There is always a light

There is always a light
Don't be afraid if you are alone or surrounded by darkness. In some part of the world, the day has just begun. There is a always a light waiting for you to find your way to touch its radiance.

Monday, February 15, 2010

Dress Circle: My Name is Khan

By Abhishek Chatterjee
 Well, it could have been a lot worse. Think women sobbing while continuing to look gorgeous in perfect costumes and make-up, and Shahrukh Khan running in slow motion, with loud temple bells ringing in the background. Karan Johar, or the all grown up KJo, in his latest attempt, thankfully, chucks out his usual film making manual, moves closer to reality and serves up a memorable, almost 'Forrest Gump'-ian character in Rizvan Khan, and well... thats about it.
The film, which not unlike 'Forrest Gump', uses a challenged protagonist as the eyes through which a period of time is examined, in this case the period being between 1983 and 2009. The film masquerades as a love story, but quite clearly has surreptitiously lofty ambitions, and it is on this account that it fails, as it indubitably takes on more than it can handle with any degree of coherence. The value of love and family, Hindu-Muslim harmony, post 9/11 paranoia, Muslim alienation, America's recent turmoil with natural disasters (read Katrina), and the country's new found hope for a better future, are all taken on here.
After Rizvan Khan's step son is killed in a post 9/11 induced, racially motivated attack, his wife leaves him and in a fit of anger asks him to explain his religion to the president of the United States. Suffering from Aspergers Syndrome, Khan is wont to take this literally and sets out to meet the most powerful man in the world with his message, and in the process becomes an unlikely hero across the country. One gets the feeling that if the film had focussed entirely on the protagonist's journey to meet the President, with his message of peace, it could have been more powerful. But instead we are fed needless back stories in flashback after flashback, through numerous vignettes of Khan's life, his love story and his family life. And in doing so, we are introduced to several competent supporting actors who deserve more than the walk on roles they get. Jimmy Shergill, Vinay Pathak, Praveen Dabbas and the divine Sonya Jehan are wasted in the parts they get (which is a real pity). Perhaps only Zarina Wahab, playing Khan's compassionate mother and the 2 young actors playing the journos who take up Khan's case after his incarceration, register any sort of lasting impact on the viewer.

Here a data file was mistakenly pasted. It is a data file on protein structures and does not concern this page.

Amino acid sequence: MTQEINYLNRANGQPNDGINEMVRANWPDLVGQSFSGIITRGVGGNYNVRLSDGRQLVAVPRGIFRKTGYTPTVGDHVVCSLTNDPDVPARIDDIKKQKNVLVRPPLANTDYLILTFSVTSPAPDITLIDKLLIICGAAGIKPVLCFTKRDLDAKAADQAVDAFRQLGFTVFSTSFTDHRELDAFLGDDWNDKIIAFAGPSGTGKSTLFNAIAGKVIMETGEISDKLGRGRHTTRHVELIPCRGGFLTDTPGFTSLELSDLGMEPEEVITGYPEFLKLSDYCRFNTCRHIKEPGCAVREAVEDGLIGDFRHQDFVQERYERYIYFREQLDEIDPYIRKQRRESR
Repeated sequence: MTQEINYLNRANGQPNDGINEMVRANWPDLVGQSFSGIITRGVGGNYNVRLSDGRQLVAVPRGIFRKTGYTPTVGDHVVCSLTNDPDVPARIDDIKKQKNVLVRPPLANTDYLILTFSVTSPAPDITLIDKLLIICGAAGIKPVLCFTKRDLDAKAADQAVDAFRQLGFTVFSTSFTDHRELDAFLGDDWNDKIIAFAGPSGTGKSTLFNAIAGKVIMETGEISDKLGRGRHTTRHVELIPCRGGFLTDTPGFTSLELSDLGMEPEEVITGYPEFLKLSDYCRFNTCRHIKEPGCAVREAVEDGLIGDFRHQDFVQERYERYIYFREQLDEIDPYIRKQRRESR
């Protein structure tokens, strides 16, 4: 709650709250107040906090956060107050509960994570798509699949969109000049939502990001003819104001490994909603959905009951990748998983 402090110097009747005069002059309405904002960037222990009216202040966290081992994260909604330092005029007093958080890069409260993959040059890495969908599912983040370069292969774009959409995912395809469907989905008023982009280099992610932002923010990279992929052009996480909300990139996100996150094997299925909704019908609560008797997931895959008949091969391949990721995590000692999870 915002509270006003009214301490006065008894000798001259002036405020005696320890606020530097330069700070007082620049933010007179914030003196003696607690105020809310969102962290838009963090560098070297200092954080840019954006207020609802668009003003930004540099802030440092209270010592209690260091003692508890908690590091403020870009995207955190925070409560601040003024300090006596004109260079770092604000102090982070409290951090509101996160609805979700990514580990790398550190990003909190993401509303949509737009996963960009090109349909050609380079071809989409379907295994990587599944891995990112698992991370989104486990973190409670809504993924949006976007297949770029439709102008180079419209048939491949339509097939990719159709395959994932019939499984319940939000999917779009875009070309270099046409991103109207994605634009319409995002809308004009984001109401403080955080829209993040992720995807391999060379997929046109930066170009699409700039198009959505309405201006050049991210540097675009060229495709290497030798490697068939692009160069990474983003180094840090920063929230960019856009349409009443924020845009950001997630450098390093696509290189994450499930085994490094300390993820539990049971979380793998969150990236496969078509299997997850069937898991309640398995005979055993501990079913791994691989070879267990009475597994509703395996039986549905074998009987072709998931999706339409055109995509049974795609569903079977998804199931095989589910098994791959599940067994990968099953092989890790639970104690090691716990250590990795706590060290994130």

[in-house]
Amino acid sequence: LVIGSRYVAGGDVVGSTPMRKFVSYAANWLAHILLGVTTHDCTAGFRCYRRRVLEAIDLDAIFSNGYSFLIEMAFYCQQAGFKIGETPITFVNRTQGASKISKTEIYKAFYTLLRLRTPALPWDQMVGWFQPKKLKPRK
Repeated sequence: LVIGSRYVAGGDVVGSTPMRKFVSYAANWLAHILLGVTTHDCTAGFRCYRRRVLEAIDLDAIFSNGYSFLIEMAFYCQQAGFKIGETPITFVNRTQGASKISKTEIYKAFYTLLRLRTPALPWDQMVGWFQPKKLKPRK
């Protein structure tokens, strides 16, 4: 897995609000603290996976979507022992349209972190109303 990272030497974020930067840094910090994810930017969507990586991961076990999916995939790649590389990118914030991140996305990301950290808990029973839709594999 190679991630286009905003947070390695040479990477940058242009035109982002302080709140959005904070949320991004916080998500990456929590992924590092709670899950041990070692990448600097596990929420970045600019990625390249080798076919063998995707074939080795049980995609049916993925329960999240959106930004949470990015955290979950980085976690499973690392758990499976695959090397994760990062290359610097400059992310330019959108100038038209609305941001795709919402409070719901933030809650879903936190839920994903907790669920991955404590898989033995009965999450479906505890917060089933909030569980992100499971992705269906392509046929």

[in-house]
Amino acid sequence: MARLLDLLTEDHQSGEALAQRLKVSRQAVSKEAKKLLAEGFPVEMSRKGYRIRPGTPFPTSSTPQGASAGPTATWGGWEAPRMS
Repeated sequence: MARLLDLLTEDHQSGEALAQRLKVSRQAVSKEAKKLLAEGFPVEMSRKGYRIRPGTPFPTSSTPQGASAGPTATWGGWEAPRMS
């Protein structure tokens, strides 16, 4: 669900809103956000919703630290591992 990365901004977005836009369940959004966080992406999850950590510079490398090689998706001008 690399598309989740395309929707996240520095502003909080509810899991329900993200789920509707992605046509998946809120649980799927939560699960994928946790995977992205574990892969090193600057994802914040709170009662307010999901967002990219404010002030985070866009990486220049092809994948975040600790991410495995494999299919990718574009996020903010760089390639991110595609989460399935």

This is of course entirely Shahrukh Khan's film. And King Khan puts in a winning performance as the Aspergers afflicted Rizvan Khan. He is consistent in his portrayal and really gets stuck in to the part. Here's to more such experiments. Kajol, in another effortless turn, supports him well enough but SRK goes one better in this one. The film's music, however is a bit of let down. KJo's films generally have fine sound tracks and Shankar Ehsan Loy don't do justice to the film, apart from a couple of soothing numbers. The writing is mostly good, though inconsistent (watch out for a couple of signature KJo moments).The film, shot with an entirely international crew, is visually arresting, with Ravi K Chandran doing a bang up job with the cinematography. This is a welcome departure for KJo and the film should be seminal in SRK's filmography. Its heart is in the right place, but is let down
by execution. The film's opening sequences raise much hope, only to be belied soon after, as the viewer battles tedium. Kuch kuch hua Karan, but only just.

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